A recent video chat about mental health started off with reassurances that feelings of anxiety are normal, and an invitation to virtually join the moderator in enjoying a calming mug of chamomile tea.
Virgin Islander Yvonne Hodge-Grant is a cognitive behaviour therapist working with Mind, a mental health charity based in the United Kingdom, where she currently resides. As a trained psychotherapist, she specialises in crisis intervention, conflict resolution and other areas.
On April 21 she spoke via Zoom about some of the challenges to mental health of being in lockdown. The session, which was sponsored by the Virgin Islands government, was aimed at helping public officers who are facing the unknown every day.
“It does place tremendous strain on all of us, … not just personally, but professionally as well,” Ms. Hodge-Grant said.
Some of the VI residents who tuned in shared what aspects of life they’ve found most difficult to manage since the Covid-19 pandemic emerged.
Addressing about 50 people who listened in to the video chat, Ms. Hodge-Grant offered a reminder that it’s normal to find it challenging to cope with a barrage of stress during a crisis.
“No one is perfect in any of this, and it’s impacting all of us,” she said. “Perfection is not possible, so we want to share how it feels to be human right now.”
She encouraged listeners to take advantage of the interactive format and share what problems and solutions were working well for balancing work and home life under one roof.
One guidance counsellor described the difficulty of creating a secure environment where students feel comfortable sharing their confidential concerns. She said this is especially challenging when interacting with younger students who can’t manage the technology on their own or don’t fully comprehend the situation at hand.
“I’m still learning what to do, and now I have to learn how to do this from a distance,” the counsellor said.
She was able to conduct some outreach at home through phone calls and video chats despite the 24-hour lockdown. However, the meetings didn’t always go to plan.
“I spent most of the session, for example, explaining to a mother that she needs to give her 13-year-old daughter some degree of privacy,” the guidance counsellor said. “She just didn’t understand that. If I’m trying to have a session with a student who maybe wouldn’t want to open up to me if their parents were hearing what that child was saying, how am I supposed to guarantee confidentiality?”
In the long term, Education, Culture Youth Affairs, Fisheries and Agriculture Minister Dr. Natalio “Sowande” Wheatley said school staff members will be able to re-enter buildings to conduct their lesson plans, and eventually small gatherings of students in need of in-person teaching may be permitted. But schools will be closed to most students for the rest of the year.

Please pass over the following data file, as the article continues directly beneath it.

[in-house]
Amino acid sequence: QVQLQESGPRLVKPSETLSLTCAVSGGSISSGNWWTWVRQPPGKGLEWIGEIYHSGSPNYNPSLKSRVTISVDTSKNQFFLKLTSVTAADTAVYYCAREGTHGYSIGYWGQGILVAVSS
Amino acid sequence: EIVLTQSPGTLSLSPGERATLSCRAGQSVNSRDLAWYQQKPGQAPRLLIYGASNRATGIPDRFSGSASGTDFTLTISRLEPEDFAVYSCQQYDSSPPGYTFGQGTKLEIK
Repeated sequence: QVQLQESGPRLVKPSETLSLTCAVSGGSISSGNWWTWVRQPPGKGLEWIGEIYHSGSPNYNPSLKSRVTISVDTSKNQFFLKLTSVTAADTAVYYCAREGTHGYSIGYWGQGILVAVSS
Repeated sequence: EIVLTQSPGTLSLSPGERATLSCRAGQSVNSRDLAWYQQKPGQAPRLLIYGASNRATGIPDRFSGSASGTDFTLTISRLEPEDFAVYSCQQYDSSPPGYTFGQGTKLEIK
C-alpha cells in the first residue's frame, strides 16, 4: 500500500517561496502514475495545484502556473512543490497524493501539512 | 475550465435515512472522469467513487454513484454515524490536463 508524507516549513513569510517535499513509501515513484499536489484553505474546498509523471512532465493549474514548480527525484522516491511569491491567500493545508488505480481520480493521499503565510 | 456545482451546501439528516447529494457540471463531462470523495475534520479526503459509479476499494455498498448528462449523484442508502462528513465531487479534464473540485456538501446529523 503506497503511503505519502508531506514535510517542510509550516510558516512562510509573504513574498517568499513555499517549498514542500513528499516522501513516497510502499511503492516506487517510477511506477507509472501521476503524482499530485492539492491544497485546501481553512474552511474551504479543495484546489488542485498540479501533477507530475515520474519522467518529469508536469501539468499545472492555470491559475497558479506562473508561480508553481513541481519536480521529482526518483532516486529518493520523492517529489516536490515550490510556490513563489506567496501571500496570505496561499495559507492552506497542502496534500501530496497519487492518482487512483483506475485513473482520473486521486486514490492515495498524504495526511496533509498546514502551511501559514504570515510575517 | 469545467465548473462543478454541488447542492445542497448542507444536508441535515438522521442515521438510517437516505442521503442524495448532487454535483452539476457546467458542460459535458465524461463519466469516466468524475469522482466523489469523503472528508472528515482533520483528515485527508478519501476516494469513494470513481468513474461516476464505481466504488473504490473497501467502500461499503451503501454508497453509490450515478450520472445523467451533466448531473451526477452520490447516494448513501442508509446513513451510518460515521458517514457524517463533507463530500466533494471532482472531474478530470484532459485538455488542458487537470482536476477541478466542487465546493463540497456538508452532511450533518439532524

Listeners in other professions shared similar concerns with not being able to conduct business as usual. A teacher shared how difficult it was to look forward to seeing students last week, only to have the round-the-clock curfew extended another week.
“I was fine for the most part,” the teacher said about the first few weeks of the lockdown. “I had a routine. I was up in the mornings, having my breakfast, lunch and dinner. I was exercising and doing yoga. It was all great until that last week. I got really anxious. I guess it was the anticipation of this coming somewhat to an end, and then, of course, the lady was found to be in the late stages of the virus.”
Closer to home
Ms. Hodge-Grant also encouraged attendees to open up about personal difficulties. Their chief concerns ranged from insomnia to anxiety about food shortages to distress about not being able to mourn the loss of loved ones in traditional ways.
“We are in a state of not knowing,” one listener said regarding uncertainty about her employment situation.
Anxiety is an involuntary physical response to stress and to be expected in uncertain times, Ms. Hodge-Grant said. But she encouraged those who were struggling with extreme anxiety to seek out the specific sources of it and focus on what action can be taken as a possible remedy.
Looking at food insecurity, Ms. Hodge-Grant said dwelling on worries about it won’t fill empty pantries, but coming up with a meal plan for what’s already there, as one attendee did with her daughter, is a productive action.
The “STOPP method” is a framework for dealing with anxiety, she said. The acronym encourages people to stop, take a breath, observe what they are experiencing, put it into perspective, and put it into practice.
When it comes to putting an issue into perspective, Ms. Hodge-Grant said it can be helpful to consider what advice a person would give a friend in a similar situation.
A different technique Ms. Hodge-Grant shared prompts people to single out a concern and ask, “What would it mean if… ?”
The person then follows the line of logic until a deeper source of anxiety is revealed.
What may seem on the surface like anxiety about not having enough food could be rooted in a fear of failing to provide for one’s family and being labelled an unfit parent. Shifting perspective can shed light on how to focus on productive activities, like listing evidence of being a good parent, rather than leaving a person with a vague sense of uneasiness, she explained.
“We have to find the coping mechanisms that work best for us,” Ms. Hodge-Grant said.
The group plans to hold future meetings for public officers about similar topics while the pandemic measures continue. For more information, email Idu@gov.vg.